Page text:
Session Type: Abstract Submissions (ACR)
Background/Purpose: Chemerin is a specific chemoattractant for macrophages and dendritic cells (DC). In addition, it can rapidly stimulate macrophage adhesion to extracellular matrix proteins and adhesion molecules and is able to activate fibroblast-like synoviocytes (FLS), suggesting a role in the pathogenesis of rheumatoid arthritis (RA). Chemerin is also an adipocytokine that has been related to the inflammatory state of endothelial cells and as such could be involved in the changes in endothelial cells in RA and perhaps increased cardiovascular morbidity. We investigated whether anti-TNF treatment affects chimeric levels.
Methods: 49 patients with active RA (disease activity score evaluated in 28 joints (DAS28)) ≥3.2) were started on adalimumab therapy. Blood was drawn from patients while fasting at baseline and 16 weeks after treatment. Chemerin serum levels were measured by ELISA and related to disease activity, mediators of inflammation and known risk factors for cardiovascular disease
Results: Adalimumab therapy significantly reduced chemerin serum levels, which was correlated with the reduction in DAS28 (r=0.37, p=0.009), ESR (r=0.55 p<0.001), CRP (r=0.40, p=0.005). In addition, the decrease in chemerin serum levels after anti-TNF treatment was associated with the decrease in serum levels of IL-6 (r=0.39, p=0.033) and macrophage migration inhibitory factor (MIF) (r=0.31, p=0.049). Baseline chemerin serum levels were not related to traditional risk factors for atherosclerosis, except perhaps for smoking (p=0.07).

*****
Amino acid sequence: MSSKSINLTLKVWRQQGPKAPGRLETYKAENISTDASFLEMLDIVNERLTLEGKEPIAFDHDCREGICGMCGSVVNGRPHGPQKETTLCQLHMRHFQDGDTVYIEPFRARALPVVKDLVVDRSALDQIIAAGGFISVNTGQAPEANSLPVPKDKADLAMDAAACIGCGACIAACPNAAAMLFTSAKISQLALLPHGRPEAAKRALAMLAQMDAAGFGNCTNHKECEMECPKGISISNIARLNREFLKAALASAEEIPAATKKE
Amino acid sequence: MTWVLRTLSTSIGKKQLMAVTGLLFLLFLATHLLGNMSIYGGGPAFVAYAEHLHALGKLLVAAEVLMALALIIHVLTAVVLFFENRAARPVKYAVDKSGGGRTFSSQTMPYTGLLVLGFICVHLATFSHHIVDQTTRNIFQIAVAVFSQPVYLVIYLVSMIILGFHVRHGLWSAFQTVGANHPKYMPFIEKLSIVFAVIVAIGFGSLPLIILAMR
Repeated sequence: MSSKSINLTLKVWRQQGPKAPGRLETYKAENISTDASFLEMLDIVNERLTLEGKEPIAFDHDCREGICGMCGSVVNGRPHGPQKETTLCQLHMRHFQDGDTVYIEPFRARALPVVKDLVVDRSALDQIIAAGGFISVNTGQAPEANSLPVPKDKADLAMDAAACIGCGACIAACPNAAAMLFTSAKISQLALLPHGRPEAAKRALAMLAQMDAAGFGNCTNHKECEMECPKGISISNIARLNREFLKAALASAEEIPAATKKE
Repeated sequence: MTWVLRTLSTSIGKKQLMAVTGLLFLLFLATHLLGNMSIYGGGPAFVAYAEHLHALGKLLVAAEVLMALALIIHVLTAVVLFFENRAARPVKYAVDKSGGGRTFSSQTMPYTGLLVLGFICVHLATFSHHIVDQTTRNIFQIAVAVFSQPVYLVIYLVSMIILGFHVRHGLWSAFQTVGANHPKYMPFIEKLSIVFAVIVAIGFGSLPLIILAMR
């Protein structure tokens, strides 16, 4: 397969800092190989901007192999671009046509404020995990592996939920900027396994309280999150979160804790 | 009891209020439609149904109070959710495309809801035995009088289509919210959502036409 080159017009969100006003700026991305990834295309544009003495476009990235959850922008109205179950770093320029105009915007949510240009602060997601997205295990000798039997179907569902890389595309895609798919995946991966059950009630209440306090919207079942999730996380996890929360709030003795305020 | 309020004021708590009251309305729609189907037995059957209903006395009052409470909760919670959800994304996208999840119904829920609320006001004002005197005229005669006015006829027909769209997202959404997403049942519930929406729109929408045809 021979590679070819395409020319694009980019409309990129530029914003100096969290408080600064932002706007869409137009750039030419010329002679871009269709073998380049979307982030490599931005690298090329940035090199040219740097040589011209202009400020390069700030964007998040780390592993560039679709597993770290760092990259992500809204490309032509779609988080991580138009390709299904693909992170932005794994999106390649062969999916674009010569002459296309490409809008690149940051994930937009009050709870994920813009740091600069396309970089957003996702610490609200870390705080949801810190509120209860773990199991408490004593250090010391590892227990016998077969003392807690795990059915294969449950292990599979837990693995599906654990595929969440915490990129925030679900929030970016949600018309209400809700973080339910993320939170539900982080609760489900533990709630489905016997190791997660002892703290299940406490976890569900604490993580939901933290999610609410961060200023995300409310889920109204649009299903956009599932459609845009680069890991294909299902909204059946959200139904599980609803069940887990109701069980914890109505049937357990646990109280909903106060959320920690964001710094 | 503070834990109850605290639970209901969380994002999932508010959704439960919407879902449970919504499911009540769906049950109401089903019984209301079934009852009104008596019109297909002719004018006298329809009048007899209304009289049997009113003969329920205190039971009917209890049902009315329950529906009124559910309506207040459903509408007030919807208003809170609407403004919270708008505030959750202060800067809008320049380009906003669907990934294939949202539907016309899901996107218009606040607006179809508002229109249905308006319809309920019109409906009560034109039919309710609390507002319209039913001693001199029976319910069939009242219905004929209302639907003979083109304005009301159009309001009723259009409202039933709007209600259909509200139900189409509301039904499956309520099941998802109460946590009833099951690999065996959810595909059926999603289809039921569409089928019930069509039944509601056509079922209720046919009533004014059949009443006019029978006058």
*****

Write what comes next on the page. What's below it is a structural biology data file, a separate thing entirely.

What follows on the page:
The present study suggests that anti-TNF therapy may exert its beneficial effects on synovial inflammation and cardiovascular morbidity in part via an effect on chemerin levels.
M. M. Herenius,
A. S. F. Oliveira,
C. A. Wijbrandts,
P. P. Tak,
Employee of GlaxoSmithKline,
M. C. Lebre,
« Back to 2012 ACR/ARHP Annual Meeting
ACR Meeting Abstracts - https://acrabstracts.org/abstract/anti-tumor-necrosis-factor-therapy-reduces-serum-levels-of-chemerin-in-rheumatoid-arthritis-a-new-mechanism-by-which-anti-tumor-necrosis-factor-might-reduce-inflammation/